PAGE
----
As you go through this week, mull on the differing ways Jesus makes himself present to you. In what circumstances do you feel challenged? In what circumstances do you feel consoled? In what circumstances do you feel that you are being called to witness to the Kingdom of God?

Mirror Meditation

In the Letter of James, we are told that the Scriptures are like a mirror in which we can see ourselves. In this type of meditation we take a piece of Scripture, hold it before us and consider what echoes within our heart. These echoes help us to see who we are before God and how we are loved. What usually echoes in us are situations that we are dealing with in our lives. When something strikes us, we do not actively try to solve the situation or work it through. Rather we sit holding it in God's love. The point of such a meditation is to make space within the situation for God's love to be. In 'sitting with' such a situation, painful or sad, we come to recognise the love of God that is at work on our lives. The suggestions for Mirror reflections can also be used for Exercise reflections but wouldn't be advised for Driving Prayer as often some degree of emotion or distraction might rise in such prayer.

This Sunday's Mirror Meditation

Rest in the love of your God.

Consider your sense of the presence and absence of Christ in your life. In what ways does the absence of the physical presence of Christ challenge you in the living of your faith? What qualities of Christ do you feel called to internalise and then reveal to the world in the way you live your life? Imagine ways you could do this in the coming week.

Rest in the love of your God.

Suggestions for the Programme

The elements of the programme can be used in any way that helps your prayer. The suggestions below are fairly simple ways of using this programme.


Become conscious of your God
Hymn or poem
Reading of Gospel text
Mulling over a reflection
Our Father


Become conscious of your God
Reading of Gospel text and reflection
Our Father


Staff Prayer
The programme can also be used for Staff Prayer. How you may put together such a prayer would be influenced largely by the size and dynamics of your staff. For example, a smaller staff group might be able to use discussion of a movie as a way of exploring the meaning of a Gospel.

A painting illustrating the Gospel could be displayed on an interactive board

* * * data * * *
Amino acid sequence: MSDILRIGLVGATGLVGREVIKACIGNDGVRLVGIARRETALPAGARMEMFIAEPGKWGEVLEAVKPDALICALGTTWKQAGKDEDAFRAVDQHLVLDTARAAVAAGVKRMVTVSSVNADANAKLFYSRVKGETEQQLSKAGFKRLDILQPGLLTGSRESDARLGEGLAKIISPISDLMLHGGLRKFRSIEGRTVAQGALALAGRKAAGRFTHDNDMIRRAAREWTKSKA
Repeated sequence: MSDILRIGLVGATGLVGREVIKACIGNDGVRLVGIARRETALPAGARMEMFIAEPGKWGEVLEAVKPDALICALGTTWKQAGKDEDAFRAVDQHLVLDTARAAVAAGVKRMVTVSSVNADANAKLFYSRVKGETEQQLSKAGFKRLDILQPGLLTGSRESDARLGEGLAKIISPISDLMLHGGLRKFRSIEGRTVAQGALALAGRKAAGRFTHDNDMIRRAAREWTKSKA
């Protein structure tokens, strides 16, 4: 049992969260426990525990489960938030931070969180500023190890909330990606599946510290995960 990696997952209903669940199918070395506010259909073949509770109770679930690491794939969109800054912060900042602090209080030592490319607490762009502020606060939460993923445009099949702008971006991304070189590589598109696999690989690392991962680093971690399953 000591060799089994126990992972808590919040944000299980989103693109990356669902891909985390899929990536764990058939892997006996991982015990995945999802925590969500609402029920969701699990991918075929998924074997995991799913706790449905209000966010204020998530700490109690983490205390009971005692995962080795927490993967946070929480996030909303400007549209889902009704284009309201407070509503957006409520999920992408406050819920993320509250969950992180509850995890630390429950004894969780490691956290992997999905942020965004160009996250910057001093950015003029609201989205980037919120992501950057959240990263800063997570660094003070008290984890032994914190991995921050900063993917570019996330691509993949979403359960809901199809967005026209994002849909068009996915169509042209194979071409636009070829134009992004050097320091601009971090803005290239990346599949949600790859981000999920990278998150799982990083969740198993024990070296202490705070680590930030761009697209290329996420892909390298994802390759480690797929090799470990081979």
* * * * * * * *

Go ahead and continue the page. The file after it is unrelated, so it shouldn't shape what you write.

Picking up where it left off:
Reading of the Gospel
Invitation for share reflections
Our Father

Another Example
Reading of part of the Gospel
One or two of the mulling themes
Time for reflection
Our Father

  • Alleluia! Sing to Jesus by William Chatterton Dix
  • Crown Him With Many Crowns by Matthew Bridges and Godfrey Thring
  • The Head that was once was Crowned with Thorns by Thomas Kelly
  • Hail the Day that sees Him Rise by Charles Wesley –
  • All the Ends of the Earth by Bob Dufford.

from La Corona by John Donne

Salute the last, and everlasting day,
Joy at the uprising of this Sunne, and Sonne,
Ye whose just tears, or tribulation
Have purely washed, or burnt your drossy clay;
Behold the Highest, parting hence away,
Lightens the dark clouds, which he treads upon,
Nor doth he by ascending, show alone,
But first he, and he first enters the way.
O strong Ram which hast battered heaven for me,
Mild lamb, which with thy blood, hast marked the path;
Bright Torch, which shin’st, that I the way may see,
Oh, with thy own blood quench thy own just wrath.
And if the holy Spirit, my Muse did raise,
Deign at my hands this crown of prayer and praise.

Two Ascension Hymns by John Wesley

Ye Faithful Souls, who Jesus Know

YE faithful souls, who Jesus know,
if risen indeed with him ye are,
superior to the joys below,
His resurrection’s power declare.

Your faith by holy tempers prove,
by actions show your sins forgiven,
and seek the glorious things above,
and follow Christ, your Head, to heaven.

There your exalted Saviour see,
Seated at God’s right hand again,
in all his Father’s majesty,
in everlasting pomp to reign.

To him continually aspire,
contending for your native place;
and emulate the angel-choir,
and only live to love and praise.

For who by faith your Lord receive,
ye nothing seek or want beside;
dead to the world and sin ye live,
your creature-love is crucified.

Your real life, with Christ concealed,
deep in the Father’s bosom lies;
and, glorious as your Head revealed,
ye soon shall meet him in the skies.

God is Gone up on High

GOD is gone up on high,
with a triumphant noise;
the clarions of the sky
proclaim the angelic joys!
Join all on earth, rejoice and sing;
glory ascribe to glory’s King.

God in the flesh below,
for us he reigns above:
let all the nations know
our Jesu’s conquering love!
Join all on earth, rejoice and sing;
glory ascribe to glory’s King.

All power to our great Lord
is by the Father given;
by angel-hosts adored,
He reigns supreme in heaven:
Join all on earth, rejoice and sing;
glory ascribe to glory’s King.

High on his holy seat
He bears the righteous sway;
His foes beneath his feet
shall sink and die away:
Join all on earth, rejoice and sing;
glory ascribe to glory’s King.

His foes and ours are one,
Satan, the world, and sin;
but he shall tread them down,
and bring his kingdom in:
Join all on earth, rejoice and sing;
glory ascribe to glory’s King.

Till all the earth, renewed
in righteousness divine,
with all the hosts of God
in one great chorus join:
Join all on earth, rejoice and sing;
glory ascribe to glory’s King.

From Ascension Day

I soar and rise
Up to the skies,
Leaving the world their day,
And in my flight,
For the true light
Go seeking all the way.

-Henry Vaughan
from Ascension Day

He that hath found some fledged bird’s nest may know
At first sight, if the bird be flown;
But what fair well or grove he sings in now,
That is to him unknown.

-Henry Vaughan Last verse of World of Light

Why, since You wounded
This heart, don’t You heal it?
And why, since You stole it from me,
Do You leave it so,
And fail to carry off what You have stolen?

-John of the Cross from The Spiritual Canticle